I submitted my manuscript Mutual Weirdness to the Ampersand Project two days ago.
The project is for unpublished YA writers (like me) from Australia, and is part of Hardie Grant Egmont. Basically I’m terrified.
But I also think it’s tremendously important to submit your work – otherwise, what’s the point? Before I talk about the importance of putting yourself out there, though, here’s a bit more about Mutual Weirdness:
Genre: YA contemporary
(and actually, the first draft was 75k so my rewrites have been good at shaving off unnecessary words)
Two sentence pitch:
When James tells Jess to stop being weird, the last thing she needs is Mike, who collects dandelions and is on a quest to find a word rhyming with orange. MUTUAL WEIRDNESS is a contemporary YA featuring an orange minivan, 673 doll shoes, and a girl trying to figure out the balance between herself and what others want her to be.
I’ve been working on this since November 2012 (NaNoWriMo) and thinking about it since well before then. But I’m never going to be completely happy about it. I don’t know why. I’m never completely confident about my work.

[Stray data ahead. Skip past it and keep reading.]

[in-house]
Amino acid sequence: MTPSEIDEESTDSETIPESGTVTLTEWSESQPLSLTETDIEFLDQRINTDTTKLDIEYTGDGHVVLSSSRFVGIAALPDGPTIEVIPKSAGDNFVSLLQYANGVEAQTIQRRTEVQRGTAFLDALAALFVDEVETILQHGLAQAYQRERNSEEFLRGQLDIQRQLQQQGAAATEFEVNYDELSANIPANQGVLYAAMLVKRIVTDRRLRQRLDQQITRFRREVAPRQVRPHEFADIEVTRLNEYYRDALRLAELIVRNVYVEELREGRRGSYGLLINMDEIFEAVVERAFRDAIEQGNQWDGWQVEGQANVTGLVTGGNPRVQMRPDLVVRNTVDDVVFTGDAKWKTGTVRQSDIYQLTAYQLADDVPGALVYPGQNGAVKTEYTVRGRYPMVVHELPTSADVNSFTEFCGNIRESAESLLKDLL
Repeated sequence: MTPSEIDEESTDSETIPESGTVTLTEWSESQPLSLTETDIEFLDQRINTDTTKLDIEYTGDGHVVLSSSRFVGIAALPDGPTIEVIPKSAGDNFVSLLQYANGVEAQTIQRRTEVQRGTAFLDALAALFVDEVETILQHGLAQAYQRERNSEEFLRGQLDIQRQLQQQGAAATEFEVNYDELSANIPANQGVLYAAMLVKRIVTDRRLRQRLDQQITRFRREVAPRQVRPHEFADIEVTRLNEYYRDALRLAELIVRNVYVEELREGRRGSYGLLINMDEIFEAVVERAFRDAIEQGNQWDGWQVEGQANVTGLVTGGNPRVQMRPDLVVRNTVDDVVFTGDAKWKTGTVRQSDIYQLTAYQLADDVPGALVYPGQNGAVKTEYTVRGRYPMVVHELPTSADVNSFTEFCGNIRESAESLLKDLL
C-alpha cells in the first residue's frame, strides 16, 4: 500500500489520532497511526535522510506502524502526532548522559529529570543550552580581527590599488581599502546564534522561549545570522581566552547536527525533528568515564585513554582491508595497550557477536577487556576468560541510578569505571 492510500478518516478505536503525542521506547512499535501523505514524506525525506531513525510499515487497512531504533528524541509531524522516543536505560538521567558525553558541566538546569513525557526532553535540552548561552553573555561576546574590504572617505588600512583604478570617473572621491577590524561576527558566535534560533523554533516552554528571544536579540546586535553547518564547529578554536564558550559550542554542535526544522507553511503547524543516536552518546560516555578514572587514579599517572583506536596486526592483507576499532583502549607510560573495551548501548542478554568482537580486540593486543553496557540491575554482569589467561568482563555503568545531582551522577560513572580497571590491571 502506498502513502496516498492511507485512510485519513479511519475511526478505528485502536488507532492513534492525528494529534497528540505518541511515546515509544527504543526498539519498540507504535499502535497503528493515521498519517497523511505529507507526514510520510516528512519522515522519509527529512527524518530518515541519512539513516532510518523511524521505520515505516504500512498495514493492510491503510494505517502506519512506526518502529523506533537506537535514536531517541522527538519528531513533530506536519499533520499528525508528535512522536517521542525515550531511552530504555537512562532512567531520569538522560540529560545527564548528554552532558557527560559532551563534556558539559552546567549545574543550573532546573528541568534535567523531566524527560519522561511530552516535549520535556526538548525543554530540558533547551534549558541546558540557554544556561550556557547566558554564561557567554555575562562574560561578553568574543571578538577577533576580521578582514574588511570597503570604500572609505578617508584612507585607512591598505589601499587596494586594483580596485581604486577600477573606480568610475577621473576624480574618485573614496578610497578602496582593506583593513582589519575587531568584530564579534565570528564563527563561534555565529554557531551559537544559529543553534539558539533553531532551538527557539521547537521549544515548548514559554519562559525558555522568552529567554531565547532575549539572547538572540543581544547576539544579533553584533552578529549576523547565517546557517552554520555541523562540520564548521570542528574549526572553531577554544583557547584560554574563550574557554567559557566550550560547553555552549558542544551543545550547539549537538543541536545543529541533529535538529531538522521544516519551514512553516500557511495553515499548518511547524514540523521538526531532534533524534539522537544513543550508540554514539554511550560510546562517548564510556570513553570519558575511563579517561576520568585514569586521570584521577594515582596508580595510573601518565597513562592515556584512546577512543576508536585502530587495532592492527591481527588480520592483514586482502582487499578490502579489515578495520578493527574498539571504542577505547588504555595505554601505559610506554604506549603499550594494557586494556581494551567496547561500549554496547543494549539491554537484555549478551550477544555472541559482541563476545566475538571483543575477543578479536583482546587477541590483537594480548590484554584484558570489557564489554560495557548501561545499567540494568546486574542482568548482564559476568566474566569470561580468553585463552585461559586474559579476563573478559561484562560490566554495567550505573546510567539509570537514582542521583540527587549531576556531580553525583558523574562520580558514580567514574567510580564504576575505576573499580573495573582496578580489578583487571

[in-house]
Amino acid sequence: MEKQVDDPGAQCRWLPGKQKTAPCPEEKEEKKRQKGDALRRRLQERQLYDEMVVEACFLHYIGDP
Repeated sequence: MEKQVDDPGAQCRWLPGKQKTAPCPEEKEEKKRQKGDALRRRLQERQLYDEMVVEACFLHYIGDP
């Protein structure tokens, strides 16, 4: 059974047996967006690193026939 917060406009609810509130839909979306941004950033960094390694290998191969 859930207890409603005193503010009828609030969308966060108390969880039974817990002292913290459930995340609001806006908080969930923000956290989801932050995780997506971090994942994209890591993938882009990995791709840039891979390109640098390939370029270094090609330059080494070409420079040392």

But that doesn’t stop me from showing it to people.
It’s hard for me to balance my subjective and objective views of my novels. Objectively, it may need work, but subjectively I may think it’s worse (or better) than it actually is. My advice is to chuck your writing over to a critique partner or three – they can view it more objectively than you can and will offer great advice if you have awesome CPs like me.
Submit your writing wherever you can! Short stories can often help to build up resumes. Once you and your CPs are happy with your MS, submit it to literary agents or publishers or whatever you like, really.
But if you hide your writing in a drawer forever, it’s never going to get published.
This applies to other things as well. I don’t buy into the fact that being modest means putting yourself down. Be proud of your talents! For example, I am very proud of the fact that I bought new school shoes at the start of this year and still haven’t done up the laces.
Disclaimer: if you just want to write for fun and don’t want to get published, I hereby give you permission to hide it in a drawer forever.
Or, you know, in a pineapple.
Is it hard for you to show your work to others? Do you, like me, tread the line between loving and hating your writing? Let me know in the comments!